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Overview Of Short track speed skating

Short track speed skating is a form of competitive ice speed skating. In competitions, multiple skaters (typically between four and six) skate on an oval ice track with a circumference of 111.12 m. The rink itself is 60 m by 30 m, which is the same size as an international-sized ice hockey rink. Short track speed skating is the sister sport to long track speed skating.


In Canada, short track competitions are held either as all-points meets, where skaters are seeded based only on their times for a standard distance (usually the 500m), or an age class, where people are seeded by age and gender. All-points meets allow racing against skaters of all ages and genders, with the exception of the Masters age class (30+). All-points meets are usually held at the local level in only certain provinces. Age class meets are utilized at the provincial and national levels. Age classes are:

  • Tiny Tot: 2–4
  • Peewee: 5–7
  • Pony: 8–10
  • Midget: 11–12
  • Sub Junior: 13–14
  • Junior: 15–16
  • Intermediate: 17–18
  • Senior: 19–29
  • Master1: 30–39
  • Master2: 40–49
  • Master3: 50–59
  • Master4: 60+

Game Rules

There are several actions that will result in skaters being penalized (PEN) from a race, and having their time rendered invalid.

Impeding: Pushing, blocking,tripping or otherwise causing an impediment for another skater

Off track: Skating outside the designated track

Team skating: Conspiring with members from the same country, club, or other individual skaters to determine the race result. For example, forming a wall to impede passing. These infractions are rarely called as it is difficult to prove.

Assistance: Giving physical assistance to another skater. For example: pushing a teammate from behind for an extra boost, or allowing a teammate to lean on another for stability in corners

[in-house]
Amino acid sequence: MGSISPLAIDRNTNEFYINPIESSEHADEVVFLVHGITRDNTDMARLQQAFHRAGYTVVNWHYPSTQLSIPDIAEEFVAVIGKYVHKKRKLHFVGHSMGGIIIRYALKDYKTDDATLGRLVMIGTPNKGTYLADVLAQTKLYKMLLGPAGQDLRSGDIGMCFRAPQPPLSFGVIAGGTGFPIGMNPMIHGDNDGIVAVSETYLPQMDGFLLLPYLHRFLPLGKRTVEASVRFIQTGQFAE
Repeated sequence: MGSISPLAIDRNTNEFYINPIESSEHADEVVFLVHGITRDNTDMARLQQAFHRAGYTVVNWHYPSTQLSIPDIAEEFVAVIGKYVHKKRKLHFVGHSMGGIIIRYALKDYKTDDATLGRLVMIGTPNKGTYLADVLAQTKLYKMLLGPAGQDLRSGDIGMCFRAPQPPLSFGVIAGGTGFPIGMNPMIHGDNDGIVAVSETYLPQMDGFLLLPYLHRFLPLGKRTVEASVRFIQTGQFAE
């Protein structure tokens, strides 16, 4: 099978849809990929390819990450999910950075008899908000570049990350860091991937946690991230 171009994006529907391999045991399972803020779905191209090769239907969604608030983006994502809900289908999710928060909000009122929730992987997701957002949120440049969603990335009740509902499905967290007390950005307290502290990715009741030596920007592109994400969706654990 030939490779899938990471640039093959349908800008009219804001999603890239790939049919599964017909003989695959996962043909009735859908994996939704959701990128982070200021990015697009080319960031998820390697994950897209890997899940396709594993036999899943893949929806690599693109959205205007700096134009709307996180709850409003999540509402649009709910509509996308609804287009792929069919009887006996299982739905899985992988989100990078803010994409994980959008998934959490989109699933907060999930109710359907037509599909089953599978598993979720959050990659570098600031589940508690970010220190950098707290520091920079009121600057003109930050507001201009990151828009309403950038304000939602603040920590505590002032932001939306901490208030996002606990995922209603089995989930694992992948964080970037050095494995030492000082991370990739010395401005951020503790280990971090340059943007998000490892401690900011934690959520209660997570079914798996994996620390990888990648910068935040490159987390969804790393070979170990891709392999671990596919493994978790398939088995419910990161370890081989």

Shooting the line or Kicking out: Driving the foot in lead ahead to reach the finish faster, resulting in the lead foot lifting off the ice and creating a dangerous situation for others

Unsportsmanlike conduct: Acting in a manner not befitting an athlete or a role model. Including cursing at a competitor, kicking your feet, striking other skaters or officials, etc.

Equipment: Not wearing the proper safety equipment, losing equipment during the race, or exposure of skin not on face or neck.

False Start: Leaving before firing of the starter's pistol. On the second violation in the race, the offender on that start is disqualified.

Did not finish: Usually due to injury, the skater did not finish the race.

Did not skate: The skater did not go to the starting line.

Equipments Need For Short track speed skating


Gloves are worn to protect skaters' hands from blades. They are especially important when going around a curve because the hand is placed on the ice to help maintain balance.